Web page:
POLITICO spoke with several banking industry lobbyists, consultants and Capitol Hill aides from both sides of the aisle for this story. Although some were cautious about the idea that Gruenberg’s situation could be a game-changer, many saw the prospect of drastic consequences. A leading financial services industry lobbyist said it was a “brutal moment” for the administration’s financial regulatory agenda.
“There was a very strong Democratic front line there,” said Michele Alt, a veteran banking regulator who is now a partner at Klaros Group. “Suddenly the general is in danger.”
Gruenberg’s departure would leave Republican FDIC Vice Chairman Travis Hill as head of the agency’s board, which could be hamstrung by a 2-2 partisan divide. Hill and fellow GOP board member Jonathan McKernan recently opposed Gruenberg’s efforts to impose tougher rules on big banks, including an increase in capital requirements developed in tandem with other bank branches.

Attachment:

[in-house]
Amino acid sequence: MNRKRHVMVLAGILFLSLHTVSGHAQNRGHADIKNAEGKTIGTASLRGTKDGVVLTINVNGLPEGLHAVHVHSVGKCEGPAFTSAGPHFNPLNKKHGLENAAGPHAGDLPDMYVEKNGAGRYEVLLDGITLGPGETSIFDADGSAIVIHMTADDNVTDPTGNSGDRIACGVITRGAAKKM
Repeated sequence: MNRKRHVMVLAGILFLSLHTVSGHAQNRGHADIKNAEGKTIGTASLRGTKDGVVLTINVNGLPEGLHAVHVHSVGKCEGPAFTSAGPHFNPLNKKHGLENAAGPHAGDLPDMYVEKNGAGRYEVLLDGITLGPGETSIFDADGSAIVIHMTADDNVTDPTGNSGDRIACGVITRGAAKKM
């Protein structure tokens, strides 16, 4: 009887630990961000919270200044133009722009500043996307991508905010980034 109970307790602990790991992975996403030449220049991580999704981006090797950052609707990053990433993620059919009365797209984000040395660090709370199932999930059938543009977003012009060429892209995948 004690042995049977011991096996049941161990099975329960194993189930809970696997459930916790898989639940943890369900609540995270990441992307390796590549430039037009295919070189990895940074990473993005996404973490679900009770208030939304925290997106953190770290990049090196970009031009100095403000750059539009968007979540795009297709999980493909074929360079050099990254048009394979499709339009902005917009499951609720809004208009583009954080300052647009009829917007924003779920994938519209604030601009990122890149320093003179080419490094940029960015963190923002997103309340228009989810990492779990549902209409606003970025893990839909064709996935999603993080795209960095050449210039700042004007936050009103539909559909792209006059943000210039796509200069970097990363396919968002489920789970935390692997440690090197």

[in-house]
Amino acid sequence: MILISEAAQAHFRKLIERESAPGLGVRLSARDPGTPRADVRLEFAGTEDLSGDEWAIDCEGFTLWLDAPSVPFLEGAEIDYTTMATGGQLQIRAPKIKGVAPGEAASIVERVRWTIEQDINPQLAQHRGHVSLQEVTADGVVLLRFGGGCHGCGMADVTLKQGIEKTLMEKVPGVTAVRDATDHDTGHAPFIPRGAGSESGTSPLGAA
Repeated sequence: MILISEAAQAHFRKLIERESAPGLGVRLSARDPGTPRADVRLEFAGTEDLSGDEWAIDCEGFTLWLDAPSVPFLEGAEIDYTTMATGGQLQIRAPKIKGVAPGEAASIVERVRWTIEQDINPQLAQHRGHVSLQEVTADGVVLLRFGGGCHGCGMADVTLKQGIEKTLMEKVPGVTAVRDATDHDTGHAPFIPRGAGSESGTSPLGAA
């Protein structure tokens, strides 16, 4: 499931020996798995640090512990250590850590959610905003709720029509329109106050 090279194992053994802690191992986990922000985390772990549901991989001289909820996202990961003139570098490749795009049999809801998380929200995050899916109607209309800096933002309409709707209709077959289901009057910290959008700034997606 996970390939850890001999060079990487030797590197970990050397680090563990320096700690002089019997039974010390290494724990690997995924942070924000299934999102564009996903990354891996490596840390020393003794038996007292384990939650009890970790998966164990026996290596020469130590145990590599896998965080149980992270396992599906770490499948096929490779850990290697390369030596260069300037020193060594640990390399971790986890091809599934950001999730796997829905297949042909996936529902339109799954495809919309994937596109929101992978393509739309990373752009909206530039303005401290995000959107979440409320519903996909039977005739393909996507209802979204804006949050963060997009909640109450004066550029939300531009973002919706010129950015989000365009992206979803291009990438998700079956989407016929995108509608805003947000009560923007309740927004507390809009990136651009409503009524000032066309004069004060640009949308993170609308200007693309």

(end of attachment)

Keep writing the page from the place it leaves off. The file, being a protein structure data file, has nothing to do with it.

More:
“Nothing will be done,” Alt said.
While the bankers aren’t making noise publicly, it comes as lobbyists have been pleasantly surprised by the traction they’ve gotten in convincing lawmakers on both sides of the aisle to push back on the big banks’ impending rules.
“The proposal shows very significant vulnerabilities,” Karen Petrou, managing partner of Federal Financial Analytics, said of the planned increase in bank capital.
Given the political context, it’s unclear how a potential Biden nominee to replace Gruenberg would fare in the Senate. It would take months to get there.
Beyond FDIC board politics, policymakers say the scandal — along with multiple and potentially lengthy investigations — could hamper the agency’s day-to-day work of ensuring that banks operate safely. security of American deposits. House Financial Services Chairman Patrick McHenry said the FDIC “is at best concerned about this sideshow and at worst compromised.”
The big questions, according to Isaac Boltansky, BTIG’s director of policy research, are whether Democrats support Gruenberg and whether Washington’s interest in the FDIC drama survives the time it takes for the outside law firm to of the agency to complete the scheduled review.
“On the first question, Democrats are aware that the entire banking regulatory agenda would be undermined if the president leaves and that this would almost certainly impact their political calculus,” Boltansky said. “Perhaps the serious issues at hand would foster a rare moment of bipartisanship to confirm a new president, but that makes me deeply skeptical. On the second question, only time will tell.